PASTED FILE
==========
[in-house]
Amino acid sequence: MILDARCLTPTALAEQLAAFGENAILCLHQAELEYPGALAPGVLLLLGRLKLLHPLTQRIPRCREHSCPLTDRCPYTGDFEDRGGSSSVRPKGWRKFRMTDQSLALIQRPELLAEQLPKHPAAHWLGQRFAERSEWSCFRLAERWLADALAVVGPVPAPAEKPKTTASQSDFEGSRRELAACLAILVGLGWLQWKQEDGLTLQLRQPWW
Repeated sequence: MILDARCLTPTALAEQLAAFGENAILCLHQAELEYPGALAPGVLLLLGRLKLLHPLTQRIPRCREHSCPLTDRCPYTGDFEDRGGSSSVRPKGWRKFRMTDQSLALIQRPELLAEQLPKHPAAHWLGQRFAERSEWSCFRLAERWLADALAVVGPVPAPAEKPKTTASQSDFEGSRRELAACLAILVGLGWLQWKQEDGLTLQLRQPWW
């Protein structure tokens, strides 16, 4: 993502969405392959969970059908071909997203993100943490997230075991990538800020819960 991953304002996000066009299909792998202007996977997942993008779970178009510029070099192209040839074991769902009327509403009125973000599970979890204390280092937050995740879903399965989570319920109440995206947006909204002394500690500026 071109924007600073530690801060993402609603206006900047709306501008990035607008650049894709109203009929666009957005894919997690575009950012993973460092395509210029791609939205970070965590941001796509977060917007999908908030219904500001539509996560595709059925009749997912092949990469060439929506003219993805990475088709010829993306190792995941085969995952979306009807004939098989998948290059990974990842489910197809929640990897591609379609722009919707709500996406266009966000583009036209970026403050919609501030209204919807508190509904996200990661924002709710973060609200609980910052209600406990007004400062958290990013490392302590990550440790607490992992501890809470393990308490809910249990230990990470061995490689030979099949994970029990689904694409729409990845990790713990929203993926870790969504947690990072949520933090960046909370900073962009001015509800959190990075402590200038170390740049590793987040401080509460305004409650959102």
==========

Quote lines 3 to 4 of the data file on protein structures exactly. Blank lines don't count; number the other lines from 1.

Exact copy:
Repeated sequence: MILDARCLTPTALAEQLAAFGENAILCLHQAELEYPGALAPGVLLLLGRLKLLHPLTQRIPRCREHSCPLTDRCPYTGDFEDRGGSSSVRPKGWRKFRMTDQSLALIQRPELLAEQLPKHPAAHWLGQRFAERSEWSCFRLAERWLADALAVVGPVPAPAEKPKTTASQSDFEGSRRELAACLAILVGLGWLQWKQEDGLTLQLRQPWW
């Protein structure tokens, strides 16, 4: 993502969405392959969970059908071909997203993100943490997230075991990538800020819960 991953304002996000066009299909792998202007996977997942993008779970178009510029070099192209040839074991769902009327509403009125973000599970979890204390280092937050995740879903399965989570319920109440995206947006909204002394500690500026 071109924007600073530690801060993402609603206006900047709306501008990035607008650049894709109203009929666009957005894919997690575009950012993973460092395509210029791609939205970070965590941001796509977060917007999908908030219904500001539509996560595709059925009749997912092949990469060439929506003219993805990475088709010829993306190792995941085969995952979306009807004939098989998948290059990974990842489910197809929640990897591609379609722009919707709500996406266009966000583009036209970026403050919609501030209204919807508190509904996200990661924002709710973060609200609980910052209600406990007004400062958290990013490392302590990550440790607490992992501890809470393990308490809910249990230990990470061995490689030979099949994970029990689904694409729409990845990790713990929203993926870790969504947690990072949520933090960046909370900073962009001015509800959190990075402590200038170390740049590793987040401080509460305004409650959102």